I blame it on my mother—this longing I have for community. My mom was a full-blooded Greek who could make friends with a stranger as swiftly as one Mediterranean wave follows another. I’d like to think I inherited a trace of her calling for fellowship, and for that I am grateful.
Three years ago, I acted on her example by forming a small men’s group. Originally, I thought there must be other men who felt as I and that they would surely invite me into their fold at any moment. So, I waited by the telephone for the call that never came. Finally, I realized that the making of a men’s club was up to me.
My idea was to cast a small circle of guys who were bright, articulate, confident, and willing to be open. I found six men who easily qualified. At first, we called ourselves “A Gathering of Men.” Then, in a moment of shameless hubris, one of the fellas said we should call ourselves “The Magnificent Seven” or “M7” for short. The name had just enough derision to stick.
We meet twice a month over dinner for two to three hours. Our mission is to talk about whatever is important to us at the time. Sometimes the chatter is lightweight bantering about sports, movies, and politics. At other times it becomes a more cautious exploration into the stew of our misgivings: career changes, lost and found loves, the malaise of mortality.
We are usually served by a young waitress we call Danny. She is an affable and hard-working twenty-year old with a winning smile and a delightful sense of humor. We like her style, and I’m sure she enjoys us. That’s why I was a little surprised by her reaction one night after dinner.
“So, tell me,” Danny asked, “why do you boys meet twice a month?”
“Oh, it’s just a time for some male bonding,” I said smiling, as I always do whenever she calls us “boys.”
Danny laughed out loud. It was not a titter or a chortle; it was a tsunami guffaw—a sardonic tidal-wave of a whoop. Grown men bonding? How perfectly strange—as demented as organizing left and right sock drawers or hosting birthday parties for cats. In Danny’s eyes we were seven weird human beings. Suddenly our self-branding as “The Magnificent Seven” peeled off my face and pooled in my shoes.
I tried to explain myself to my young friend, but I’m not sure I got it right. So let me try again.
What is male bonding anyway, and why would a bunch of guys want to do it?
I define bonding as intimacy plus commitment.
By intimacy I mean the willingness to be courageously transparent and faithfully empathic. In other words, to speak the truth and listen for the truth.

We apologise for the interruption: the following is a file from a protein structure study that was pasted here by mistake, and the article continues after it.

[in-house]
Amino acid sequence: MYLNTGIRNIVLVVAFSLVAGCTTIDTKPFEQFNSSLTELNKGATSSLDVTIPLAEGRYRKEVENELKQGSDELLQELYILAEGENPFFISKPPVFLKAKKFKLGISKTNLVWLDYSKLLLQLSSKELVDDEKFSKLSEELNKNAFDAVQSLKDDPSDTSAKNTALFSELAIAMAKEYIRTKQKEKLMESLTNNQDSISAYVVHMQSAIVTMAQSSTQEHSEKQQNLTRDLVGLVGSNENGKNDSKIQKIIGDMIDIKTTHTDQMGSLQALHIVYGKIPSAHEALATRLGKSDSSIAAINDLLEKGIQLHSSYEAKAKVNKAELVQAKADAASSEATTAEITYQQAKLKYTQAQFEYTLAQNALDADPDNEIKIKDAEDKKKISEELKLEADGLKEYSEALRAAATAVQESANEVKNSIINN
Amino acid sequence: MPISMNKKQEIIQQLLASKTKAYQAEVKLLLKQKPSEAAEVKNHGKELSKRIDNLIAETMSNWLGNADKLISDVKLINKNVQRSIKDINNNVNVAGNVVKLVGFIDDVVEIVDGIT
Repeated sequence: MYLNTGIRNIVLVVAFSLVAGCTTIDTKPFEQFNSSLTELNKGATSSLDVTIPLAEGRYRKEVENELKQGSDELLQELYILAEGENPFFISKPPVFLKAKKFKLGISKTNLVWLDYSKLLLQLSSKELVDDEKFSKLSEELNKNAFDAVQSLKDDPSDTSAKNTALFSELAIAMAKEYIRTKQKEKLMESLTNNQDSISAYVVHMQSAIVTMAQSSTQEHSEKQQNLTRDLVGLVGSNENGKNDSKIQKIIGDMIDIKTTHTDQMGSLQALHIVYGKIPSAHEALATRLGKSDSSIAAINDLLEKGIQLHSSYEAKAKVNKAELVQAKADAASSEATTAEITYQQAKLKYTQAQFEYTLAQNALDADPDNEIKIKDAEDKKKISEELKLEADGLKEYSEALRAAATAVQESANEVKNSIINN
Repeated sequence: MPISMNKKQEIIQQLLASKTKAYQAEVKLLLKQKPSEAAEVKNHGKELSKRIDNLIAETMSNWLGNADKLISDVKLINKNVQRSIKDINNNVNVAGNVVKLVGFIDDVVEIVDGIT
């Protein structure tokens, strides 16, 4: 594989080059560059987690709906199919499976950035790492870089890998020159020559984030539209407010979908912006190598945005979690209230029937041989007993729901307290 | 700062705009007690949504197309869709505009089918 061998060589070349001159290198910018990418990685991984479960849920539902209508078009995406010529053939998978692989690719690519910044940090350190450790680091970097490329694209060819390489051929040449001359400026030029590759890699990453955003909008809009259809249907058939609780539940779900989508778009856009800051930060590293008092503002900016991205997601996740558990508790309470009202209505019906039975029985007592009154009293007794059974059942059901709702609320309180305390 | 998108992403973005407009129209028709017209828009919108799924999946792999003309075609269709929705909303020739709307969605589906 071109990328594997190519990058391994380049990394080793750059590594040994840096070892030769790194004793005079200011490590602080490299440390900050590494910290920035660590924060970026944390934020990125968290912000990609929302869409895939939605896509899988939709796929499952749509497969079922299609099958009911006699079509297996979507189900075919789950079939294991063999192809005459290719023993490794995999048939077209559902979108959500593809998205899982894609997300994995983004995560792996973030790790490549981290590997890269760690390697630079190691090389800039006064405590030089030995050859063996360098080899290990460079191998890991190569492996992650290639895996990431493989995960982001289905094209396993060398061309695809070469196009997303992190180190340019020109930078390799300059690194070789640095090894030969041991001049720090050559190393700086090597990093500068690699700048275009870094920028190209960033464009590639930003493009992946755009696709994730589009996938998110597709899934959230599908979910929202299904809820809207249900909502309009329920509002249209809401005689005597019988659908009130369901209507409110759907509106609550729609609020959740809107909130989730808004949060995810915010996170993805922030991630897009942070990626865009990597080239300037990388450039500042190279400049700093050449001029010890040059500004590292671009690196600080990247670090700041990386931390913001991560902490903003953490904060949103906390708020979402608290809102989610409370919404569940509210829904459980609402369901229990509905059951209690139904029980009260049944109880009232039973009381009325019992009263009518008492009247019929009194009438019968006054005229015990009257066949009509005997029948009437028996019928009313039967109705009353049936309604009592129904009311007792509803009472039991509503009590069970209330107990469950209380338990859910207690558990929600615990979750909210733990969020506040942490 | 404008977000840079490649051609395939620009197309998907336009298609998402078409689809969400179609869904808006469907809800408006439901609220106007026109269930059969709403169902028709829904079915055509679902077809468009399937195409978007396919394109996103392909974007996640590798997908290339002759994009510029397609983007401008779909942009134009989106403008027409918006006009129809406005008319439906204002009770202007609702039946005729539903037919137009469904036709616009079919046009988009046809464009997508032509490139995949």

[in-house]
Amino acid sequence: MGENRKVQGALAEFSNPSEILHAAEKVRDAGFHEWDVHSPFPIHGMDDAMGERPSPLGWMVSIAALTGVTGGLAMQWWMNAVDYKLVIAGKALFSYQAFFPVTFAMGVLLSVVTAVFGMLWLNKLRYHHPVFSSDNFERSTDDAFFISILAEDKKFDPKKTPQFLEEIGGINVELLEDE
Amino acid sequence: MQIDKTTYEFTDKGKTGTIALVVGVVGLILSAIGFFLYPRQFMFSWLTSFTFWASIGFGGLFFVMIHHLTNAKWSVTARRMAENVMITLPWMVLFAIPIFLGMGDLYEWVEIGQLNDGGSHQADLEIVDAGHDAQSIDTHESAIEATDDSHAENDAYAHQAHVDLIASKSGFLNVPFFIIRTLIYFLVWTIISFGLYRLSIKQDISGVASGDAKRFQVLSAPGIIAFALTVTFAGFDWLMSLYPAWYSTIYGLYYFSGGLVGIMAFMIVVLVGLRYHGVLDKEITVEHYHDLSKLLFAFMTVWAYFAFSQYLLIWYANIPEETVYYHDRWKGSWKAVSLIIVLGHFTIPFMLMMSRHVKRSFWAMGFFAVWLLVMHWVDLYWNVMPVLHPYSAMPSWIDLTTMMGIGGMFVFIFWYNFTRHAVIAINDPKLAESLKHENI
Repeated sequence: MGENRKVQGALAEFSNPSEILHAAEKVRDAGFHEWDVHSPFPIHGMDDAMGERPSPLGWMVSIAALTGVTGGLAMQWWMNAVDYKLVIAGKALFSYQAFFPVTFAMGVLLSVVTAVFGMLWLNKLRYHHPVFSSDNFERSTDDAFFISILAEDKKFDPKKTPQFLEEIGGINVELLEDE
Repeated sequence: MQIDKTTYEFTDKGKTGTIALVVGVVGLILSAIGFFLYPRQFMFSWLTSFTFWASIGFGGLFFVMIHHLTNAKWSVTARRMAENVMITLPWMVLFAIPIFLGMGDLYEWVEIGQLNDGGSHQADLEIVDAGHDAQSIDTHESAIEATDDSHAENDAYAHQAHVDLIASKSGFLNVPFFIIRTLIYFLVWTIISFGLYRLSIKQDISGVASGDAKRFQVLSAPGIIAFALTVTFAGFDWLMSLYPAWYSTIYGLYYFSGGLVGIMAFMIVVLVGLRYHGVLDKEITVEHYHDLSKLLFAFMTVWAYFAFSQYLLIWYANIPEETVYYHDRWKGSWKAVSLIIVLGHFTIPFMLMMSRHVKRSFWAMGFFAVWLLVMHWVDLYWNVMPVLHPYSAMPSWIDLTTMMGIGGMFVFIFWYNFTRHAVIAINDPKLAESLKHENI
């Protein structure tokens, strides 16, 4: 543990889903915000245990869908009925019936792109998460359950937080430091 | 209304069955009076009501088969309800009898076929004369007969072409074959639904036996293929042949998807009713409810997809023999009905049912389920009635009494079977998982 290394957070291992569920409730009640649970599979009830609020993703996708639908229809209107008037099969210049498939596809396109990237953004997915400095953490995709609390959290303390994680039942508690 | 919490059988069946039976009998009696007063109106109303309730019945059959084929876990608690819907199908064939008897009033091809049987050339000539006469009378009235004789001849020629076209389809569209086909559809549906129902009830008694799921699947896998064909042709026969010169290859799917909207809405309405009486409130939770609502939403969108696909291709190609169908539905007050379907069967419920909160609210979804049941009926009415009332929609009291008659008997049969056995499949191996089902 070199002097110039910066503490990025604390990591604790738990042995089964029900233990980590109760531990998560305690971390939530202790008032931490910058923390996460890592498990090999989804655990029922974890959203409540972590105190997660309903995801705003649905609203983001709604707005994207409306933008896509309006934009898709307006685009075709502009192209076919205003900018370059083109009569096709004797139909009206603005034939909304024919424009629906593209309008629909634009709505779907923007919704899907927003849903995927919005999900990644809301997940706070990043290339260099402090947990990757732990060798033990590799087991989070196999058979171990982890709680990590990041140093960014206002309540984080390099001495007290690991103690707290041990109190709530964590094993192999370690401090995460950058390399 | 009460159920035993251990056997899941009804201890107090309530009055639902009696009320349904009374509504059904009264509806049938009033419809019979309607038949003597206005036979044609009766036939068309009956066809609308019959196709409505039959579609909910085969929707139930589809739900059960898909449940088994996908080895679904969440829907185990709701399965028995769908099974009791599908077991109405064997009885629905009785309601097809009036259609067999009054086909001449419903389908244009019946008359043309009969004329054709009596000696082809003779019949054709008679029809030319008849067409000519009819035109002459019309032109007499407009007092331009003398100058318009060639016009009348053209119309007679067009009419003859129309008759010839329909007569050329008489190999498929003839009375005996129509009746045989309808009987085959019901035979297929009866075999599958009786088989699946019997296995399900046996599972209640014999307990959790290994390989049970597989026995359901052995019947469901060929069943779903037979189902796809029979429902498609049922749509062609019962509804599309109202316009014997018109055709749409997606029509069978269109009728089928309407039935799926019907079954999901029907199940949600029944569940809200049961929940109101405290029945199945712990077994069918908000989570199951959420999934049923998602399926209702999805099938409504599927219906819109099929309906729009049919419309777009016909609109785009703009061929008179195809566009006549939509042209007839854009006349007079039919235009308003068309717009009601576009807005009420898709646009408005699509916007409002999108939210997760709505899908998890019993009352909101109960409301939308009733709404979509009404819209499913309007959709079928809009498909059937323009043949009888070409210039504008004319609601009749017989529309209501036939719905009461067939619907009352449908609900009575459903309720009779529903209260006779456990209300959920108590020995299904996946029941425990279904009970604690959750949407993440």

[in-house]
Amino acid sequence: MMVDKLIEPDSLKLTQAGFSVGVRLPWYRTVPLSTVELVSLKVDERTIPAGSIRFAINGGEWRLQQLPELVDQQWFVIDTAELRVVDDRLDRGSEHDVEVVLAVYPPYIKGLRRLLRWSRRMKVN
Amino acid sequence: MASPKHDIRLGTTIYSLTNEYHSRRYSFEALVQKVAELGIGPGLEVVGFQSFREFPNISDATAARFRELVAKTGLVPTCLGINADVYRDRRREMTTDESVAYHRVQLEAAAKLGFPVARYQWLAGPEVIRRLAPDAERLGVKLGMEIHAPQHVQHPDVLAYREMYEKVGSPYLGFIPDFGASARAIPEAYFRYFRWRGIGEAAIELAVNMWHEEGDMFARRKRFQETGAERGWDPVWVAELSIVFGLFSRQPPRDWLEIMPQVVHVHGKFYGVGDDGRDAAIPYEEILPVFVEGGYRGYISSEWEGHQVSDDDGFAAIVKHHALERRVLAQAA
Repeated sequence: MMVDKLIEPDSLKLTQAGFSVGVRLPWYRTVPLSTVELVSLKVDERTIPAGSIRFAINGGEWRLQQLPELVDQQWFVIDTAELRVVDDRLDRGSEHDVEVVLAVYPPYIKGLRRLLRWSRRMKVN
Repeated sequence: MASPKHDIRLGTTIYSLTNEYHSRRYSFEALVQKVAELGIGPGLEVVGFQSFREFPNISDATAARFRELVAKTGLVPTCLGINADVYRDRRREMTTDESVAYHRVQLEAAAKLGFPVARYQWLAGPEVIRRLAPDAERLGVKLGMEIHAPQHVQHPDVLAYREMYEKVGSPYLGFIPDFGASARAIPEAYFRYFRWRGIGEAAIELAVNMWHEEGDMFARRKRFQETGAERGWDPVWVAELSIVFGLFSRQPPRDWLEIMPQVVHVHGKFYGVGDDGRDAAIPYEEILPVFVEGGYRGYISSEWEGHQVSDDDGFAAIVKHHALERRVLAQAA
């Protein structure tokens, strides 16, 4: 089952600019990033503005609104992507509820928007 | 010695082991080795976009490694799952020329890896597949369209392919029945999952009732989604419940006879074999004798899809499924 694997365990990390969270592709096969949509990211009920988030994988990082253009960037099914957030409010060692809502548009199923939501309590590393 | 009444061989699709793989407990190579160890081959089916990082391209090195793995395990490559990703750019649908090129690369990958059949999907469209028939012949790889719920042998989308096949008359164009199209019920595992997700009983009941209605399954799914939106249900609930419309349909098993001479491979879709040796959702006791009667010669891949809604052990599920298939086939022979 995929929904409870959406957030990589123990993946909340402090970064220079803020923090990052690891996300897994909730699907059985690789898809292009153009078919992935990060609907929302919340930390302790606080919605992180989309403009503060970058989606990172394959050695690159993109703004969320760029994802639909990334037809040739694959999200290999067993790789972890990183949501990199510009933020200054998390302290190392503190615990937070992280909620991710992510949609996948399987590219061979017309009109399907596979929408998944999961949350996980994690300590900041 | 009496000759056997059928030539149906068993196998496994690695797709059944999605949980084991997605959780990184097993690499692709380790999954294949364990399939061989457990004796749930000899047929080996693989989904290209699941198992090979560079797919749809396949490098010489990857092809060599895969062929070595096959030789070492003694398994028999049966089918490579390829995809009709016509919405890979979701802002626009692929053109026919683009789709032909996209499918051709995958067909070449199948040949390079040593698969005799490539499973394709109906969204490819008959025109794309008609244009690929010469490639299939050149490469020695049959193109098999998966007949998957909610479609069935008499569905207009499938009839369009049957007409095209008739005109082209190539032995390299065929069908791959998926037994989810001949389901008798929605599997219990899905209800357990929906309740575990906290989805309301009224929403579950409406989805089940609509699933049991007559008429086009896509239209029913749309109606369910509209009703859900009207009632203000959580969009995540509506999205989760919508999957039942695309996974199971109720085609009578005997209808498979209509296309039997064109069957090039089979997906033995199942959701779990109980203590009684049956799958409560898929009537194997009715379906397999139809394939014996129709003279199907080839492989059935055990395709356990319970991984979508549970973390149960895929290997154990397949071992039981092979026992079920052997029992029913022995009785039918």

By commitment I mean a willingness to bring a guest into our family—to celebrate his victories and seek to understand his missteps. There is no scolding or preaching, but there is nurturing and problem-solving. We are there for each other in times of joy and sorrow. The Magnificent Seven have shelled peanuts at baseball games, grilled steaks on an open fire, and lovingly encircled a member at his father’s funeral. We are present—one for the other—to my mind the perfect example of male bonding.
Each member of M7 might say it differently, but I can tell you why I seek them out and why I call them “brothers.”
First, there is something revitalizing about having a circle of friends who can look beyond my shortcomings. Recently one of our members said, “Knowing Allen takes an acquired taste.” And yet my gentle critic still stands by me. Yes, he knows I can be a stickler when it comes to standards of excellence. He acknowledges I don’t suffer fools. And he is well aware I am repelled by my own inconsistencies—that I’ll never be the man my dog thinks I am. Despite all that, he still loves me. I can tell by the way he teases me: not by vicious jabs of one-upmanship, but by a playful reporting of the obvious—that his friend Allen may admire himself a scintilla too much.
Second, male bonding is a release. In the world of business (we are all professionals within the fields of education, psychology, insurance, medicine, and law), we attach our “game faces” with Super Glue. We are expected to perform with supreme confidence and competence. We need to get the right things done the right way and without a lot of coddling, which is just the way we like it. Still, in the workplace coworkers seldom ask how we are doing (unless, of course, they are cataloging our weaknesses).
So, when M7 gets together, it’s a time to open up the valve cap and let the pressure bleed out. At the end of a two-hour dinner, it’s not uncommon for a member to say, “Wow, I really needed that. I feel like I can breathe again.”
Third, the world requires us to be staid and politically correct. We have to be on our toes at all times, careful not to offend the boss, the client, and a wide range of institutions. So, when our happy band of brothers is irreverent, profane, and politically provocative, it’s a good thing. Why? Because for 120 minutes we can speak the truth, even when the truth is forbidden by policy, doctrine, or social mores. We can say, “The emperor has no clothes” and not be crucified for our back talk.
So, I’m thankful twice over. First, for my mom who taught me life is sweeter when shared in community. And, second, for the Magnificent Seven, who have enriched my life with equal measures of acceptance, release, and profanity—all wrapped up in a waft of sweat and bravado. Arrrgh!
And that is why we seven—we mighty, perplexed, and vulnerable few—choose to reunite twice a month to slap each other on the back and ask, “So how ya doin’ anyway?”